• Use of Prospective Radiobrachial Angiography in Transradial Cardiac Catheterization and Intervention


    • Prospective use of radiobrachial angiography resulted in lower complication rates.
    • Transradial associated complications were driven by pain or resistance met requiring reflexive radiobrachial angiography.
    • Reflexive angiography revealed a variety of anomalous radial artery anatomy.
    • Prospective radiobrachial angiography reduced time and equipment use with anatomic variants.



    This study examined the utility of prospective radiobrachial angiography (pRBA) in transradial coronary angiography and intervention as a method for reducing procedural complications.


    A growing body of evidence has supported the transradial approach (TRA) as superior to the transfemoral approach (TFA) due to advantages such as reduced bleeding and improved outcomes in high-risk patients. However, TRA has a higher failure rate than TFA, and has seen slow rates of adoption among United States operators.


    This was a retrospective, single center, case-control analysis of coronary angiography procedures, performed by two experienced operators at the University of Chicago Medical Center between October 28, 2015 and July 21, 2017. Operator 1 began using pRBA during the study, whereas Operator 2 used pRBA in all TRA procedures. There were 567 patients stratified into three groups based on operator and pRBA use. Comparisons of procedural outcomes for Operator 1 before and after adoption of pRBA, and of outcomes between Operator 1 and Operator 2 were made.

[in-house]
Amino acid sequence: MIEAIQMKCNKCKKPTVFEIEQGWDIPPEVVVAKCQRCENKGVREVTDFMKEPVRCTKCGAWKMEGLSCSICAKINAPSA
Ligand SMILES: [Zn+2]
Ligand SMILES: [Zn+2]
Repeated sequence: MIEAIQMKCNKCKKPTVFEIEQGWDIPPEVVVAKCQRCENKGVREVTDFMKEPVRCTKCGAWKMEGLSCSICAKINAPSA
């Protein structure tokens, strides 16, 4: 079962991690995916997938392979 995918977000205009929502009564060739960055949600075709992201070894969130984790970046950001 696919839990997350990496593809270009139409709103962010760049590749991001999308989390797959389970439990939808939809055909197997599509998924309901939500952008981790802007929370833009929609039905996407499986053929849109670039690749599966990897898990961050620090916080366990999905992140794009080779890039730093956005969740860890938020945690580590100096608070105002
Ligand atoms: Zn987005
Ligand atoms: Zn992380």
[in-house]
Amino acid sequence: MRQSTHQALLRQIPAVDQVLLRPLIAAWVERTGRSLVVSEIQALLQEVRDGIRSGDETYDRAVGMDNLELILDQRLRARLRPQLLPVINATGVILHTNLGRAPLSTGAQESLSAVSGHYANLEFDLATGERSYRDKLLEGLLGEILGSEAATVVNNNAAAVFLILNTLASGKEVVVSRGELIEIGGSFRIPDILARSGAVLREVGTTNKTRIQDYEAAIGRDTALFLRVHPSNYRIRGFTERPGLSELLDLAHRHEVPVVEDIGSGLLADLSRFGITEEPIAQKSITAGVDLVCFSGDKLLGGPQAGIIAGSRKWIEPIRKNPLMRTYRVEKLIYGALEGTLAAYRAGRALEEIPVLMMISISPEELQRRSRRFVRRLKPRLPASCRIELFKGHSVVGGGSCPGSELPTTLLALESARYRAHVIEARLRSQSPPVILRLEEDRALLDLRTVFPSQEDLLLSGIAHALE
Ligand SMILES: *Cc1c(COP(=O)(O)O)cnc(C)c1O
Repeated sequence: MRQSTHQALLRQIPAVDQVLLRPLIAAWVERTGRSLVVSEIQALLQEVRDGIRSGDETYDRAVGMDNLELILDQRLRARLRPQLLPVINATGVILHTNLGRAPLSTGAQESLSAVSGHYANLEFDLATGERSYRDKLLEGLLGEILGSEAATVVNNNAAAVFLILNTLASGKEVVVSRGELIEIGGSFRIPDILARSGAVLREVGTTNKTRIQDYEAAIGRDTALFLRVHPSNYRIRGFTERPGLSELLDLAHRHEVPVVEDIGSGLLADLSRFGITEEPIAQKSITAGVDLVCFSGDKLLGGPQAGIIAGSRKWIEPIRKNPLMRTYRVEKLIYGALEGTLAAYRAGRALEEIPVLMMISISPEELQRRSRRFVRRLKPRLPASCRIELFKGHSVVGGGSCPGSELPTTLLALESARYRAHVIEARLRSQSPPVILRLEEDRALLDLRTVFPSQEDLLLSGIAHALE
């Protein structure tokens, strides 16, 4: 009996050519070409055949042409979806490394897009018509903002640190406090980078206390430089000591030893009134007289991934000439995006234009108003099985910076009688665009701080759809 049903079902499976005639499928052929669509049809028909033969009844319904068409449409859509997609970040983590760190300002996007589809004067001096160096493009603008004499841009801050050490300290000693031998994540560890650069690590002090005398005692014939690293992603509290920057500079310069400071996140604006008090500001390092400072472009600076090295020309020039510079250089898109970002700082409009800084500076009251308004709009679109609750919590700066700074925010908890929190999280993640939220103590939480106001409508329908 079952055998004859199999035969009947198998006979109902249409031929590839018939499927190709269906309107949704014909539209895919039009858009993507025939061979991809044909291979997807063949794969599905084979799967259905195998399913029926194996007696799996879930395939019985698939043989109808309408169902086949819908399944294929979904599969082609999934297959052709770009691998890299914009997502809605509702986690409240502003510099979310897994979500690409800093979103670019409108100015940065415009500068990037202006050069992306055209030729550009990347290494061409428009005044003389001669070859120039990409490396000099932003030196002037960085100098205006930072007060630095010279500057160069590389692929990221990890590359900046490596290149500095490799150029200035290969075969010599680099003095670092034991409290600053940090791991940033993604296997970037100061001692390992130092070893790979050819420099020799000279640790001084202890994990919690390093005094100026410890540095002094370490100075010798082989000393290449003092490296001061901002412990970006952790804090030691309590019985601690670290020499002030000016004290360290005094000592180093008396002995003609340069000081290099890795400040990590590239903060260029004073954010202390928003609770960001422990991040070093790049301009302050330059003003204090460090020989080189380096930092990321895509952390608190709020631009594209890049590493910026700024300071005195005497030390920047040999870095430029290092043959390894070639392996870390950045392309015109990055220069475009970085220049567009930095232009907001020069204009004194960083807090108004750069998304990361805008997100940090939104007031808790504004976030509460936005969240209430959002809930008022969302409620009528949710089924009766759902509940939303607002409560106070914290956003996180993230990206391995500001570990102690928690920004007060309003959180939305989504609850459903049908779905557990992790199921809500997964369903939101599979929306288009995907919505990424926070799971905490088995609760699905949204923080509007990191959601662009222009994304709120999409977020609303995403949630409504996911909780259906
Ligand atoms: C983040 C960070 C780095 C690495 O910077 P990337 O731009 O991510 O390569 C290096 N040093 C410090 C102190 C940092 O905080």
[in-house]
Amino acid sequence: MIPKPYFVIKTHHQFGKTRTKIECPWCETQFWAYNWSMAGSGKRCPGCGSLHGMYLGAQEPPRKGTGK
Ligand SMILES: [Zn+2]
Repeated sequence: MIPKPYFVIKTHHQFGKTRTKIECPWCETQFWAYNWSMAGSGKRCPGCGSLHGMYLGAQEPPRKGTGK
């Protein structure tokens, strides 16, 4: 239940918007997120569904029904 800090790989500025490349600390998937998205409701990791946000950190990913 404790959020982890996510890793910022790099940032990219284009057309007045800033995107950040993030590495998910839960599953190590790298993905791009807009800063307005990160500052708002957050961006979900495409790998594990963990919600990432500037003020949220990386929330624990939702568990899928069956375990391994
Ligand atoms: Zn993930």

Use of pRBA was associated with reduced overall procedural complication rates (2.5% versus 10.4%, p = 0.004), driven primarily by reflexive radiobrachial angiography (rRBA) after resistance or pain was encountered (8.6% versus 0.0%, p = 0.0001) for Operator 1. A slight reduction in contrast associated with pRBA for Operator 1 was noted, but no difference in procedural time, radiation dose, or additional equipment used across groups was found. No significant difference in adverse procedural outcomes between the pRBA groups of Operator 1 and Operator 2 were observed. In patients with radiobrachial variants in anatomy, use of pRBA was associated with shorter times to cross anatomic lesions, shorter procedure times, reduced use of extra catheters, and less perforations and crossovers compared to patients requiring rRBA. Lack of pRBA was associated with higher procedural complications (hazard ratio 1.08, 95% CI, 1.03–1.13, p = 0.004).


    pRBA may be a useful tool for mitigating procedural complications, reducing time needed to cross difficult radiobrachial anatomy, and reducing the need to utilize additional equipment in TRA. pRBA may offer operators a tool to improve outcomes and increase adoption of this approach.


    Read full article: https://doi.org/10.1016/j.carrev.2019.10.005

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